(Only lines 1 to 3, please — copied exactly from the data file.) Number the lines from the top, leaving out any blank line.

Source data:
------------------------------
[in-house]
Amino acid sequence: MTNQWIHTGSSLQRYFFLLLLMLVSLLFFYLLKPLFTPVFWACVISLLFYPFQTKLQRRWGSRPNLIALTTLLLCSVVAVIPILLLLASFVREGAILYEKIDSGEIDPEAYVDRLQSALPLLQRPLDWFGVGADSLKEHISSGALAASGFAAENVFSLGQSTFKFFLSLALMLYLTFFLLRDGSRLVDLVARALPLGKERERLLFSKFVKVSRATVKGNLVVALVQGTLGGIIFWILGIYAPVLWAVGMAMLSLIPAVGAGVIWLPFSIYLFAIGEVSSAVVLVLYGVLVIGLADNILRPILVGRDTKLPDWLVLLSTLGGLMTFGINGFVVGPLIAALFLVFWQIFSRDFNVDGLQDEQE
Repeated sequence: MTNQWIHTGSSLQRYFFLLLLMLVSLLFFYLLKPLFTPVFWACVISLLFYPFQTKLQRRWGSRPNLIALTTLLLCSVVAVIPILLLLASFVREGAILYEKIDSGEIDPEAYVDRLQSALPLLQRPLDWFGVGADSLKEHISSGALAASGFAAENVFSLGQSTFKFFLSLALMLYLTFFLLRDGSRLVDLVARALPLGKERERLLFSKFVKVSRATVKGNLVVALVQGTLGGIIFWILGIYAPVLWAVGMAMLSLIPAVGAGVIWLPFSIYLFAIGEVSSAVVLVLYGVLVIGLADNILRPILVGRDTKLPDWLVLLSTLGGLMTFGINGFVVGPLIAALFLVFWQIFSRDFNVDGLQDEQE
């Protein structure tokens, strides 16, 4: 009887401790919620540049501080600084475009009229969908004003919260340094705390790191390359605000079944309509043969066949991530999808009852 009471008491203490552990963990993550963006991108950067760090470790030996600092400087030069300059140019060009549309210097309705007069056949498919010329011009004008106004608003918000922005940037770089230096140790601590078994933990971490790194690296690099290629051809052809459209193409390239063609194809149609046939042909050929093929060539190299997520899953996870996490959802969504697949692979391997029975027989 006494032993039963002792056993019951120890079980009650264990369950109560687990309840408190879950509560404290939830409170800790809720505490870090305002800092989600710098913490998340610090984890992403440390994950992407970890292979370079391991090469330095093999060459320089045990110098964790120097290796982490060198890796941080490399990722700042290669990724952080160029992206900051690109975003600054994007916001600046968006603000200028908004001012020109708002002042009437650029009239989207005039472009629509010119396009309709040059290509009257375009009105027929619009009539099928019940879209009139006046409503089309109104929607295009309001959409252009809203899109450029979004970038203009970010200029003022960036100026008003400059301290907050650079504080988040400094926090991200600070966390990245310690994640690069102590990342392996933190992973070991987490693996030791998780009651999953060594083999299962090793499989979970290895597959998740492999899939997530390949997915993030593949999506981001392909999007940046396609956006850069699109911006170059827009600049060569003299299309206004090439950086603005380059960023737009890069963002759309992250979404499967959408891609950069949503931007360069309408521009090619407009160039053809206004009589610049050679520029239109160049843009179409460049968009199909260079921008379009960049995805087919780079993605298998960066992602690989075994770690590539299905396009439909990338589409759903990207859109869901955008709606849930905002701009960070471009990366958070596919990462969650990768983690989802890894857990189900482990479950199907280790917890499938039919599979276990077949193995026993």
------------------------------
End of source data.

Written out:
[in-house]
Amino acid sequence: MTNQWIHTGSSLQRYFFLLLLMLVSLLFFYLLKPLFTPVFWACVISLLFYPFQTKLQRRWGSRPNLIALTTLLLCSVVAVIPILLLLASFVREGAILYEKIDSGEIDPEAYVDRLQSALPLLQRPLDWFGVGADSLKEHISSGALAASGFAAENVFSLGQSTFKFFLSLALMLYLTFFLLRDGSRLVDLVARALPLGKERERLLFSKFVKVSRATVKGNLVVALVQGTLGGIIFWILGIYAPVLWAVGMAMLSLIPAVGAGVIWLPFSIYLFAIGEVSSAVVLVLYGVLVIGLADNILRPILVGRDTKLPDWLVLLSTLGGLMTFGINGFVVGPLIAALFLVFWQIFSRDFNVDGLQDEQE
Repeated sequence: MTNQWIHTGSSLQRYFFLLLLMLVSLLFFYLLKPLFTPVFWACVISLLFYPFQTKLQRRWGSRPNLIALTTLLLCSVVAVIPILLLLASFVREGAILYEKIDSGEIDPEAYVDRLQSALPLLQRPLDWFGVGADSLKEHISSGALAASGFAAENVFSLGQSTFKFFLSLALMLYLTFFLLRDGSRLVDLVARALPLGKERERLLFSKFVKVSRATVKGNLVVALVQGTLGGIIFWILGIYAPVLWAVGMAMLSLIPAVGAGVIWLPFSIYLFAIGEVSSAVVLVLYGVLVIGLADNILRPILVGRDTKLPDWLVLLSTLGGLMTFGINGFVVGPLIAALFLVFWQIFSRDFNVDGLQDEQE